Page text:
By Bram Jagersma
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Extra resources for A descriptive grammar of Sumerian
The latter two terms are preferred here because they refer unambiguously to the function of writing sounds, whereas the terms ‘syllabic’ and ‘syllabogram’ suggest a function of writing syllables, a function that does not really apply. Note that the term ‘phonogram’ is common in Egyptology (Gardiner 1957: §6). 2 In Sumerological transliterations the accents and numerical subscripts distinguish between signs: du is a value of the sign DU, dú (‘du two’) one of the sign TU, and dù (‘du three’) one of the sign GAG, and so on, but from four upwards, values are indicated with numerical subscripts instead of accents.
On the available evidence we can identify two main dialects during the second half of the third millennium BCE. In this grammar we will call them Northern and Southern Sumerian, following an old tradition to call the downstream area closer to the Arabian Gulf ‘South’ and the upstream area ‘North’. Strictly looking at the compass, we could just as easily call them Western and Eastern Sumerian. The relationship between these two main dialects changes across time and so do the linguistic properties in which they differ.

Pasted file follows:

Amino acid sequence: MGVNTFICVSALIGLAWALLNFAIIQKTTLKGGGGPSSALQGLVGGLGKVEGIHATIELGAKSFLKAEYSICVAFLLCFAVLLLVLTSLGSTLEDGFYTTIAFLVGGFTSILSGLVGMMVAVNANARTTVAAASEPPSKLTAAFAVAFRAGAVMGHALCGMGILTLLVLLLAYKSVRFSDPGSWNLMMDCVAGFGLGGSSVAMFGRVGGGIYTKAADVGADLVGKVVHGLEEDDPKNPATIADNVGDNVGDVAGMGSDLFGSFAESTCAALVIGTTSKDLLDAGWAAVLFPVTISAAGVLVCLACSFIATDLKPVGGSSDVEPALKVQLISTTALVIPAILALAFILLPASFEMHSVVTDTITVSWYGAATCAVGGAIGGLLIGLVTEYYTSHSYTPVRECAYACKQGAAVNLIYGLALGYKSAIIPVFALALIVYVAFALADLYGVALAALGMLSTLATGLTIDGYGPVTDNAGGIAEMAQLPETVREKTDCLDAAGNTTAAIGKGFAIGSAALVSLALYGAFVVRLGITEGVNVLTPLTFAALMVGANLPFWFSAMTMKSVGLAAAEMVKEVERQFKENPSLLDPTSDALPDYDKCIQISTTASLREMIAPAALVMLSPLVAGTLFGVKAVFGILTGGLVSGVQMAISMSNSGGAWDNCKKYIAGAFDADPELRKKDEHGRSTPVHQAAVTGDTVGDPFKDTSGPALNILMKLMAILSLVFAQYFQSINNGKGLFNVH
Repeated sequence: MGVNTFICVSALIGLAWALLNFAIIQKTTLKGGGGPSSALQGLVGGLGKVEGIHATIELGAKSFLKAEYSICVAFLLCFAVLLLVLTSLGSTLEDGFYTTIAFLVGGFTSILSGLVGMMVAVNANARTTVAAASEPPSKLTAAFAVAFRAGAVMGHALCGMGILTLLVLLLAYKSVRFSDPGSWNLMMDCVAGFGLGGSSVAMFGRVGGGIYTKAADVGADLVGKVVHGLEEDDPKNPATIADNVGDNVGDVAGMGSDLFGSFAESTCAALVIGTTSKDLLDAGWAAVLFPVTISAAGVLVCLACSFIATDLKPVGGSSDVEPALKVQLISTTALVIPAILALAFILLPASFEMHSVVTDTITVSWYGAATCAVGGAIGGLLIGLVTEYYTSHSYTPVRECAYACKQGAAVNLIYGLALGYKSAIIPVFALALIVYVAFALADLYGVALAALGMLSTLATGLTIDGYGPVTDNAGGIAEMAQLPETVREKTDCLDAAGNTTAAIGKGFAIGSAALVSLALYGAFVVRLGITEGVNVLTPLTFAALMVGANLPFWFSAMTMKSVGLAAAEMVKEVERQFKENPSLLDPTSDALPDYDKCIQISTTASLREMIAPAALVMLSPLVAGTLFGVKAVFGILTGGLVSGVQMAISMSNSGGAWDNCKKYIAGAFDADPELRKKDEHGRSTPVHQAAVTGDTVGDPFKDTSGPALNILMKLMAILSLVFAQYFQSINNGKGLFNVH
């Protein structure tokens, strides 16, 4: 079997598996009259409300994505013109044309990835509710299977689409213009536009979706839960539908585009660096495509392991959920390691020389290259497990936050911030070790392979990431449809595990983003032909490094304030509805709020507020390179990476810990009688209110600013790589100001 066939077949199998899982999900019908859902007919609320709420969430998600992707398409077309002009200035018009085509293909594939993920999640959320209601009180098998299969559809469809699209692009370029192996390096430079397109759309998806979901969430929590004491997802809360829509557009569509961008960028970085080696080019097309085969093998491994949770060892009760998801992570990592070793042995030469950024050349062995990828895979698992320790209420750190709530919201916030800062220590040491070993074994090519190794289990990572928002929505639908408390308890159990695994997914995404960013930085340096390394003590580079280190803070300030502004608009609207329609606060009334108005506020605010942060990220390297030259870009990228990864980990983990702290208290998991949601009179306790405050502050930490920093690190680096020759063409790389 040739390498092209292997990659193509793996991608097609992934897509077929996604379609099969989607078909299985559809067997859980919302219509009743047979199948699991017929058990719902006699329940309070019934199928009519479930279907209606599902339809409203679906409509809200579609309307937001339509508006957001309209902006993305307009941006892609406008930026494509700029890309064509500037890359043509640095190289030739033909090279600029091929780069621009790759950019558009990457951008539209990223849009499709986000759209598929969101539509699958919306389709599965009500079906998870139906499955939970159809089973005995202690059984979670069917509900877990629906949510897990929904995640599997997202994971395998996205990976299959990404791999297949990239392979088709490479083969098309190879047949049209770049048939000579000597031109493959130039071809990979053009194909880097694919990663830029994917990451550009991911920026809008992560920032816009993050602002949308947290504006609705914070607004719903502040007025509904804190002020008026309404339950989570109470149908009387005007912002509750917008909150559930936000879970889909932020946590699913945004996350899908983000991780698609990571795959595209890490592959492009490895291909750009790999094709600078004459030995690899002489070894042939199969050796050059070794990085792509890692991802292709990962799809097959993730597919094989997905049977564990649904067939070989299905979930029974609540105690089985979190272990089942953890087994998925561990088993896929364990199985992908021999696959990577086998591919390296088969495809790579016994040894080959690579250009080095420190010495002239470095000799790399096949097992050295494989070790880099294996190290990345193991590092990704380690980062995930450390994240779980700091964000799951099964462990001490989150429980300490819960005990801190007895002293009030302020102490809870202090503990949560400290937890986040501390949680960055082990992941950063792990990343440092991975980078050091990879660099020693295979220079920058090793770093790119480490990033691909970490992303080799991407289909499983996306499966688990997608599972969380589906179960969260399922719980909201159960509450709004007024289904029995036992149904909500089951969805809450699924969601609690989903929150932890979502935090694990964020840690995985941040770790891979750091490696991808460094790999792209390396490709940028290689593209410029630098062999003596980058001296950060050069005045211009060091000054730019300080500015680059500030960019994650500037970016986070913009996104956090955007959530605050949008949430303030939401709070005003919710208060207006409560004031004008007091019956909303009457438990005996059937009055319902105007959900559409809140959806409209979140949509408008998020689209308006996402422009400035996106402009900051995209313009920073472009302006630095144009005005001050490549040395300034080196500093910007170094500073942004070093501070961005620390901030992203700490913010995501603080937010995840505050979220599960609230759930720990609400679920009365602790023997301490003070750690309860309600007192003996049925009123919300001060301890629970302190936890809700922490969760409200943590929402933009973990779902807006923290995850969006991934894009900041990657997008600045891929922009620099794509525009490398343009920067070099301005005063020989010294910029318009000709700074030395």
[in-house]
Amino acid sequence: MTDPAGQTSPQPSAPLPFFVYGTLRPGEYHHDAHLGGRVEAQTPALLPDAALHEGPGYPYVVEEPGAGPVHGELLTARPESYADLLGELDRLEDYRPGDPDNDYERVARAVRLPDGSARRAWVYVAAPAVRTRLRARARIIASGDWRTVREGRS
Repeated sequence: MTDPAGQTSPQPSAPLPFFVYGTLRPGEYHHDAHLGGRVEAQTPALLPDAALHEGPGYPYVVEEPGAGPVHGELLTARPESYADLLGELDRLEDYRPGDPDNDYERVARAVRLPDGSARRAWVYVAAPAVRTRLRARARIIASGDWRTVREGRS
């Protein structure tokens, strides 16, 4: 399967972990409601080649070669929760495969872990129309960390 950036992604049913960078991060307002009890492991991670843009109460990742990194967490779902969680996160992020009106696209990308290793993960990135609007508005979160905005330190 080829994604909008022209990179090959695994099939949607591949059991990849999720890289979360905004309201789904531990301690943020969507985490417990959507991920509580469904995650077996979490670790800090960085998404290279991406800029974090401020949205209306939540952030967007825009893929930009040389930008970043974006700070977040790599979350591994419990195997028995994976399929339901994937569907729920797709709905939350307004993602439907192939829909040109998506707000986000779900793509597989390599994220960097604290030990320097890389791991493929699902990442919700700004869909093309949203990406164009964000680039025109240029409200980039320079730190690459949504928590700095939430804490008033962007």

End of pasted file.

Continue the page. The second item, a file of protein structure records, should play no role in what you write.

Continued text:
Xvii). there’ for ĝál. Where one morpheme can have two alternative functions, a forward slash is used to separate them. S/DO’ indicates that the zero-morpheme expresses either a third person non-human subject or a third person non-human direct object. To save space, perfective verbal forms are never explicitly glossed as such, while imperfectives always are. Accordingly, the verbal form in the example above is perfective. The references to sources are generally followed by an indication of provenance: A (Adab), D (Drehem), I (Isin), L (Lagash), N (Nippur), U (Umma), Ur (Ur), and ?